Where digital health services are used to perform a screening or ‘triage’ role, they can leave the user with a sense of being ‘judged’:

‘I feel like it’s really unhelpful to be constantly reminded that I’m overweight and almost diabetic, but there not be any follow-up support for that ... It’s like, ‘This is a ‘you’ problem, so go and fix it. Okay, see you.’ Whereas what they don’t see, because it’s not on my records because I never went through services for my addiction. So what they don’t see is that I put all of this weight on because I was so busy focusing on trying to stay clean that I let other stuff go.’

The Lovelace survey also found that “[f]ar from a ‘digital front door,’ digital routes to the health service acted more like a brick wall for many people we heard from”:

‘One of the services that they have at the surgery is called e-consult whereby you get a form and you’re asked questions about the condition that’s troubling you. I did that twice when I had a problem … and at the end of it, on each occasion it said, ‘we can’t help you, you need to see a doctor’ – it just tells you to see a doctor and it’s because you can’t get to see a doctor that you did the e-consult in the first place. It’s a vicious circle.’

The Lovelace survey concluded that many digital health services failed the most basic and fundamental test: “the broader topic of digital healthcare kept coming back to this key issue of not being able to get an appointment or communicate properly with a healthcare professional (including GPs, specialists, and mental healthcare providers).”

A doctor in the loop

There is a sense from the Lovelace survey that developers and administrators are too ambitious in what they believe can be achieved through digital health services:

‘To avoid ‘techno-solutionism’ in response to the challenges that the NHS faces, it is important in commissioning and development to justify why a new digital health service is the best solution to the problem that needs solving, that is, that a digital solution is not implemented just because it is new and exciting.’

Respondents reported situations in which use of digital tools, such as remote video appointments, lead to misdiagnosis which might have been avoided with face-to-face contact with a health professional:

‘In one scenario I can remember, J’s doctor, he had an issue with skin, these things on his hands, and they actually asked me to take pictures of it and send it to them on WhatsApp. And I’m like, ‘What? Why do you just not want to see him?’ And it was, ‘Oh, we can deal with it this way … but she misdiagnosed his hands through the pictures, but you could just tell it wasn’t scabies, because I was touching his hands and I wasn’t getting it’.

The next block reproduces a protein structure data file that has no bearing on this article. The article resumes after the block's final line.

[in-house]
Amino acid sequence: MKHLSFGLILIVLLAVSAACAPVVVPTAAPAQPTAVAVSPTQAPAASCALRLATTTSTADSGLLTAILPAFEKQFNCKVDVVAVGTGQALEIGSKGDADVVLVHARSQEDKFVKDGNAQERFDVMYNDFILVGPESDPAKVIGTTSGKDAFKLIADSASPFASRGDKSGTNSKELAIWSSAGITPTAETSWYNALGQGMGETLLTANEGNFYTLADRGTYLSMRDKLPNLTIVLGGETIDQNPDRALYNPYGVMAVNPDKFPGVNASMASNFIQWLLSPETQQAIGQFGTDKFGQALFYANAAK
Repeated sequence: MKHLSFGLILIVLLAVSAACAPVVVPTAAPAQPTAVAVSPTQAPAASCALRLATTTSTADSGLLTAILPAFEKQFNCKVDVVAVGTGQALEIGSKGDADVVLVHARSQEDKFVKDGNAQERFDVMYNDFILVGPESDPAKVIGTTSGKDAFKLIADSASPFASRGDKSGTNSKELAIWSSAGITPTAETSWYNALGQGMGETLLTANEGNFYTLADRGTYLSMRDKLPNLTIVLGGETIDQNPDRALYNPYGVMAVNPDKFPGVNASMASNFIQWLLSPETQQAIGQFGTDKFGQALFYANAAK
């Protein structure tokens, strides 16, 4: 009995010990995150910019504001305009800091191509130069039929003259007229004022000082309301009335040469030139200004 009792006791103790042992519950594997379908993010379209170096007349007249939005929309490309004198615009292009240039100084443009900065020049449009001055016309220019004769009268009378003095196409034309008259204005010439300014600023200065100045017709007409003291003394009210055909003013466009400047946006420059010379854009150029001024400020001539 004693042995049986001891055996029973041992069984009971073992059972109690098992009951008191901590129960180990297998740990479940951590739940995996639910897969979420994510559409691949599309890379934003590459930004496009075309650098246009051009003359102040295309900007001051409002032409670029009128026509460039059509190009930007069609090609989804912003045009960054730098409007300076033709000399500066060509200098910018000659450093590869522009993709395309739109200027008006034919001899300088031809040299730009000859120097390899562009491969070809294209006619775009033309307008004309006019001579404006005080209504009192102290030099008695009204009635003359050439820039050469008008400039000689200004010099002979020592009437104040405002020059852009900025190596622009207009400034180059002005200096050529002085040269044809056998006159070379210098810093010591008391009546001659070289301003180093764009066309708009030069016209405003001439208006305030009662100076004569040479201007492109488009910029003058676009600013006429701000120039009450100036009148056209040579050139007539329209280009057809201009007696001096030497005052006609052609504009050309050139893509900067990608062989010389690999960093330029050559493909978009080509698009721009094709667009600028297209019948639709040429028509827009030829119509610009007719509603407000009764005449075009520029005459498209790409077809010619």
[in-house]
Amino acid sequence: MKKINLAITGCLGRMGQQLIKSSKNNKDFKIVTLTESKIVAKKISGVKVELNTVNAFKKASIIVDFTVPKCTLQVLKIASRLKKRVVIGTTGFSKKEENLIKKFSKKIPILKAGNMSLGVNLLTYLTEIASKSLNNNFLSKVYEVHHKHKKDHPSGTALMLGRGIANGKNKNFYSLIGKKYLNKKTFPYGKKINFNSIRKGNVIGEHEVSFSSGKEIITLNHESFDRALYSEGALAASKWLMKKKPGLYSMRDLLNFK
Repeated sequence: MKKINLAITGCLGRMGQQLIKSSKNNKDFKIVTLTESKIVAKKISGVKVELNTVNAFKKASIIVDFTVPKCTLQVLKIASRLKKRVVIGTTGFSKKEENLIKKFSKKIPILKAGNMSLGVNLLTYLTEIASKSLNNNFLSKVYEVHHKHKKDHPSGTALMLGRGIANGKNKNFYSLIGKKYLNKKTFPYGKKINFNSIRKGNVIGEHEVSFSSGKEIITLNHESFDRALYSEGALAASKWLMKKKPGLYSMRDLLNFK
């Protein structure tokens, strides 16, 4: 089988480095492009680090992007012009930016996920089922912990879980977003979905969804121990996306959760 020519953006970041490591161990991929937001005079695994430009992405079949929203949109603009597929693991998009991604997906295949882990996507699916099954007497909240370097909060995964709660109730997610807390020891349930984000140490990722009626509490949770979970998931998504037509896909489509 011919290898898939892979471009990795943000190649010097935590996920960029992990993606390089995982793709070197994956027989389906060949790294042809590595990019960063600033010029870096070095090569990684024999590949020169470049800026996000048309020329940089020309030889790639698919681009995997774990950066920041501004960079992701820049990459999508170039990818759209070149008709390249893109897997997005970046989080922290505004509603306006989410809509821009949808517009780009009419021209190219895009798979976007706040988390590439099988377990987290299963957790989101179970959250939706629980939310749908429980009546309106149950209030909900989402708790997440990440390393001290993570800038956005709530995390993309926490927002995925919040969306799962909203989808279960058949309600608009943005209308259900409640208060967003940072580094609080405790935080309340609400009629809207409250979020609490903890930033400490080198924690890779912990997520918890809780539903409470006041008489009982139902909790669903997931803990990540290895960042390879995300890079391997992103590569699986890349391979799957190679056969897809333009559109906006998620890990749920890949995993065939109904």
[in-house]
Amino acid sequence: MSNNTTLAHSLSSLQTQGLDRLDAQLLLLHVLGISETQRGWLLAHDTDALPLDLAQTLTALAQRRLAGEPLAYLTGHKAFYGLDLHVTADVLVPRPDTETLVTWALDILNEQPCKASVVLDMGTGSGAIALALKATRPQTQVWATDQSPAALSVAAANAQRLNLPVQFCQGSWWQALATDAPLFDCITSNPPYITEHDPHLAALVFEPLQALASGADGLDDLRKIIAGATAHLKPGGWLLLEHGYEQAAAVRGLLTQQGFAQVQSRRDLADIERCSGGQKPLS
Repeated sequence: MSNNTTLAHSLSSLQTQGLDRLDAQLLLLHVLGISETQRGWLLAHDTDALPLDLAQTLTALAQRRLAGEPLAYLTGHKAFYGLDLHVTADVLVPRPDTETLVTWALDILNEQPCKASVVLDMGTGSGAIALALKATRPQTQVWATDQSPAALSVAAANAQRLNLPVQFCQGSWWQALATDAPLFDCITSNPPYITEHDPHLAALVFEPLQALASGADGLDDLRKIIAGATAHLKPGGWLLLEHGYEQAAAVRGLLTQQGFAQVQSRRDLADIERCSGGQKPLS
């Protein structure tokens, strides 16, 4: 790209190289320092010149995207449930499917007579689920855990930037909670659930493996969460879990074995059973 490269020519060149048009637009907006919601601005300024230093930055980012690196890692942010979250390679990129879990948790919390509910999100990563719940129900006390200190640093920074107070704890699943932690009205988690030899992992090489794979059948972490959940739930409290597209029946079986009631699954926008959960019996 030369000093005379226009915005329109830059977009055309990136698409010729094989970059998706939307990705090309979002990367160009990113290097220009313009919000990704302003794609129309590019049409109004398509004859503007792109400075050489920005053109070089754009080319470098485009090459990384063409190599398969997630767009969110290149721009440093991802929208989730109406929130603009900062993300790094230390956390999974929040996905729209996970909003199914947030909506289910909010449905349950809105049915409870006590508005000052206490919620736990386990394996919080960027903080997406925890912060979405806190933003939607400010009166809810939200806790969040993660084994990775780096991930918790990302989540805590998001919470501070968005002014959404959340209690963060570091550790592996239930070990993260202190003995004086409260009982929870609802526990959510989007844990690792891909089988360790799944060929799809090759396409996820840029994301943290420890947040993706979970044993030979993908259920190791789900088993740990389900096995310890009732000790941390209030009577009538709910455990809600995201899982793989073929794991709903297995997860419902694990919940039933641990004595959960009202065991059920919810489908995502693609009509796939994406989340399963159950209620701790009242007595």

But there is a broader sense in which digital health services are making health care less personal:

‘I think they’re already becoming far too reliant on telephone conversations, consultations and Zoom things, and yes, that’s not healthcare. That’s a very good buffer to see maybe who needs to come in sometimes but this isn’t healthcare.’

This could be dismissed as a Luddite reaction. But our health is probably one of the most personal things to us all. This impact of the shift to digitalisation can fall more heavily on the disadvantaged:

‘Many interview participants – especially those with a higher health burden, complex needs, or who may be ‘digitally excluded’– felt that digital health services are making care less personal, and they missed having an ongoing relationship with a clinician who knows them and their history.’

For some of the respondents, having to navigate digital health services made existing access issues (like long waiting times) worse by as patients felt even further from having someone to talk to or knowing the right pathway to take.

The Lovelace survey concluded that there’s a need for to engage more closely with individuals from different backgrounds and marginalised groups to understand their experiences and design services that meet their needs:

“Data collected about people may not reflect the nuances of their lived experience, and the impact of this gap may be more significant for those with higher health burdens, or who feel less agency in the healthcare system…..There is a real tension between a desire to better join up personal health data so clinicians get a good idea of what the patient is going through, and resisting over-datafication of patients or relying only on clinical data to understand someone’s situation.”

But that does not necessarily mean that the answer is to build a ‘better digital mousetrap’.

‘Digital health services that address these fundamental structural concerns and reduce admin and operational burden for clinicians may be more important now than shiny new tools that are parachuted into an under-resourced system.’

Sometimes there is no substitute for a human health professional, as rushed and pressured as they may be, to understand and treat a human patient.

Read more: Access denied? Socioeconomic inequalities in digital health services